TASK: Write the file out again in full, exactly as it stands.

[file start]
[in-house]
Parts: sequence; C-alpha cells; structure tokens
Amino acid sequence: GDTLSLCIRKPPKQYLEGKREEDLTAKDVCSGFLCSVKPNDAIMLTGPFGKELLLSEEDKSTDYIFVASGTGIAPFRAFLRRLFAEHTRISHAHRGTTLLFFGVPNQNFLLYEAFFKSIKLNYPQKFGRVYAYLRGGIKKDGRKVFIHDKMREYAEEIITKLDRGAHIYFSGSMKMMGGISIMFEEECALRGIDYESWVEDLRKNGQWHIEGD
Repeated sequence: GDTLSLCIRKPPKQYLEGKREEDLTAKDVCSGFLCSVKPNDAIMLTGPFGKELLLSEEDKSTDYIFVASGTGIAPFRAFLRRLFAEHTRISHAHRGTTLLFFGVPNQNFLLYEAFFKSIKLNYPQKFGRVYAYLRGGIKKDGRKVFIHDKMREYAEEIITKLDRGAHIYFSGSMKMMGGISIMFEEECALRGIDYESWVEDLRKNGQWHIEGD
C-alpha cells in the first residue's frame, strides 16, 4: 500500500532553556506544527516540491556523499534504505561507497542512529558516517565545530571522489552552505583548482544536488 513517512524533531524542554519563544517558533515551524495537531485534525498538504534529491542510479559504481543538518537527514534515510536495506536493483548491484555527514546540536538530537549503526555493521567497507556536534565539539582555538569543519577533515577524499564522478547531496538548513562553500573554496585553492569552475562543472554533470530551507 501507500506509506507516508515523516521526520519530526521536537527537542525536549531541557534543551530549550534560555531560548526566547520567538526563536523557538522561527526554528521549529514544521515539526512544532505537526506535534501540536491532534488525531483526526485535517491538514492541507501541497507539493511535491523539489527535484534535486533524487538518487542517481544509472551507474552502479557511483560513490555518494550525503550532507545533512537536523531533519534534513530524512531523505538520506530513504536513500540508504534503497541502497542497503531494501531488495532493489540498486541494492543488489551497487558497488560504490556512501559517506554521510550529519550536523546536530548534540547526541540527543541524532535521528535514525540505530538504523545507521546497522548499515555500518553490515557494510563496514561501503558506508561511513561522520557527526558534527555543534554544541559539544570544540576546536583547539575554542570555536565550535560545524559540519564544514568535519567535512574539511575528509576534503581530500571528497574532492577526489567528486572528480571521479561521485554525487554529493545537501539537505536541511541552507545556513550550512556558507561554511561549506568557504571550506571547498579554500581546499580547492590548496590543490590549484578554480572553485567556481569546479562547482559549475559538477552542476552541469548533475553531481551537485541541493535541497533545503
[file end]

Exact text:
[in-house]
Parts: sequence; C-alpha cells; structure tokens
Amino acid sequence: GDTLSLCIRKPPKQYLEGKREEDLTAKDVCSGFLCSVKPNDAIMLTGPFGKELLLSEEDKSTDYIFVASGTGIAPFRAFLRRLFAEHTRISHAHRGTTLLFFGVPNQNFLLYEAFFKSIKLNYPQKFGRVYAYLRGGIKKDGRKVFIHDKMREYAEEIITKLDRGAHIYFSGSMKMMGGISIMFEEECALRGIDYESWVEDLRKNGQWHIEGD
Repeated sequence: GDTLSLCIRKPPKQYLEGKREEDLTAKDVCSGFLCSVKPNDAIMLTGPFGKELLLSEEDKSTDYIFVASGTGIAPFRAFLRRLFAEHTRISHAHRGTTLLFFGVPNQNFLLYEAFFKSIKLNYPQKFGRVYAYLRGGIKKDGRKVFIHDKMREYAEEIITKLDRGAHIYFSGSMKMMGGISIMFEEECALRGIDYESWVEDLRKNGQWHIEGD
C-alpha cells in the first residue's frame, strides 16, 4: 500500500532553556506544527516540491556523499534504505561507497542512529558516517565545530571522489552552505583548482544536488 513517512524533531524542554519563544517558533515551524495537531485534525498538504534529491542510479559504481543538518537527514534515510536495506536493483548491484555527514546540536538530537549503526555493521567497507556536534565539539582555538569543519577533515577524499564522478547531496538548513562553500573554496585553492569552475562543472554533470530551507 501507500506509506507516508515523516521526520519530526521536537527537542525536549531541557534543551530549550534560555531560548526566547520567538526563536523557538522561527526554528521549529514544521515539526512544532505537526506535534501540536491532534488525531483526526485535517491538514492541507501541497507539493511535491523539489527535484534535486533524487538518487542517481544509472551507474552502479557511483560513490555518494550525503550532507545533512537536523531533519534534513530524512531523505538520506530513504536513500540508504534503497541502497542497503531494501531488495532493489540498486541494492543488489551497487558497488560504490556512501559517506554521510550529519550536523546536530548534540547526541540527543541524532535521528535514525540505530538504523545507521546497522548499515555500518553490515557494510563496514561501503558506508561511513561522520557527526558534527555543534554544541559539544570544540576546536583547539575554542570555536565550535560545524559540519564544514568535519567535512574539511575528509576534503581530500571528497574532492577526489567528486572528480571521479561521485554525487554529493545537501539537505536541511541552507545556513550550512556558507561554511561549506568557504571550506571547498579554500581546499580547492590548496590543490590549484578554480572553485567556481569546479562547482559549475559538477552542476552541469548533475553531481551537485541541493535541497533545503